I am having Sclerotherapy surgery on both legs. My legs and veins are very painful at the moment.

As a police officer how long would the Recommended time be off from work.

Doctor Answers 4

Time Off Following Sclerotherapy

Sclerotherapy is not surgery.  It consists of injecting a solution into the protruding vein to collapse the vein.  It does not warrant time off from work.  Although for those patients with painful veins, when treated at my office, I treat the patient at the day's end so the patient can return home after sclerotherapy with compression stockings on.  Prior to any sclerotherapy, sonography is performed to ensure that the cause of the spider veins is not due to a more advanced problem.

New York Vascular Surgeon
5.0 out of 5 stars 1 review

Varicose Veins, Sclerotherapy, Compression, Little Down Time

Sclerotherapy shouldn't interfere with your work schedule. You can wear compression stockings. Avoid heavy lifting. Please see an expert. Best, Dr. Emer

Jason Emer, MD
Los Angeles Dermatologic Surgeon
4.9 out of 5 stars 158 reviews


If you are only having sclerotherapy typically you do not need to be off from work.  The only restrictions I give patients are:  no heavy lifting more than 25 pounds and no running or high impact aerobics for 3-5 days after.  I also recommend wearing compression stockings for a few days afterwards.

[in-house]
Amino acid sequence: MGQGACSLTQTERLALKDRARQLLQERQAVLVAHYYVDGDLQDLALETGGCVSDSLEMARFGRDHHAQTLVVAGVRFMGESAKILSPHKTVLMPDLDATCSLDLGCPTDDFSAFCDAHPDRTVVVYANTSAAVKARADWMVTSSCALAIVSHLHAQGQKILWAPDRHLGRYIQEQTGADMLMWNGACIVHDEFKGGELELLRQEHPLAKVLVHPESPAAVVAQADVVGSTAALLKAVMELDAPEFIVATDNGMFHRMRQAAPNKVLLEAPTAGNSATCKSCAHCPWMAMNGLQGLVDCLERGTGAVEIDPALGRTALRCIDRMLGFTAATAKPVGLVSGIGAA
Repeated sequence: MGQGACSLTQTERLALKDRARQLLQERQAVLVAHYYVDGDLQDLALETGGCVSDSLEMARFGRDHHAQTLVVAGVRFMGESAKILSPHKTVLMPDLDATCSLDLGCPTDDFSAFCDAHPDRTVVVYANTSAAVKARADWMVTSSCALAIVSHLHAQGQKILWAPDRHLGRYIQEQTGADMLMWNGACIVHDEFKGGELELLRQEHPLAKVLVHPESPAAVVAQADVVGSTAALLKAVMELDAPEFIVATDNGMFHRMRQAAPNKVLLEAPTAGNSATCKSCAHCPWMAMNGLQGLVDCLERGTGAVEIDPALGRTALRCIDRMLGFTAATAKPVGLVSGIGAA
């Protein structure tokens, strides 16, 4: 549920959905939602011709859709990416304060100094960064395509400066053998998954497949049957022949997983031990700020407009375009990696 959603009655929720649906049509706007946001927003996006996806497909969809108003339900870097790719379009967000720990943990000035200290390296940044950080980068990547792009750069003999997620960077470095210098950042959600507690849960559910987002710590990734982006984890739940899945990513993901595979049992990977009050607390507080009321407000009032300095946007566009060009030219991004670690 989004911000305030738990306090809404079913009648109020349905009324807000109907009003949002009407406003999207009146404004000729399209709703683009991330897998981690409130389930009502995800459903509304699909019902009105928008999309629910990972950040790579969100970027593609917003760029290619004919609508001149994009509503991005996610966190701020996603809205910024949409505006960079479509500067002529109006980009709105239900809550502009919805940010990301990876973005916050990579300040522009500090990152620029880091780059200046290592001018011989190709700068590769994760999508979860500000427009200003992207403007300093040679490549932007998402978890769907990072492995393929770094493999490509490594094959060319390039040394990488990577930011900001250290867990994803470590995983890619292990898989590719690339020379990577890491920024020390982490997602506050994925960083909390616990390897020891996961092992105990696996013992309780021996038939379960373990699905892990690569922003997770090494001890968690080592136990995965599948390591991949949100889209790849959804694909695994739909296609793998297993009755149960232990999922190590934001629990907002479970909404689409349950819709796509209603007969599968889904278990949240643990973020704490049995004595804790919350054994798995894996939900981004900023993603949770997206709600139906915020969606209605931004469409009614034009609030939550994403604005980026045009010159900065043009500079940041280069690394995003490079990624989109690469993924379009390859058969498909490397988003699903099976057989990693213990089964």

Lisa Perez, MD
Atlanta Physician
5.0 out of 5 stars 1 review


There is no need to be off from work following sclerotherapy.  My patients return to most routine activities as soon as possible.  The only recommendations they have are to avoid sun burn over the treated areas for 2 weeks, maintain compression for 2 days and don't soak in a hot bath for 2 days.  Working should not be a restriction following sclerotherapy.

John Landi, MD
Naples General Surgeon
5.0 out of 5 stars 5 reviews

These answers are for educational purposes and should not be relied upon as a substitute for medical advice you may receive from your physician. If you have a medical emergency, please call 911. These answers do not constitute or initiate a patient/doctor relationship.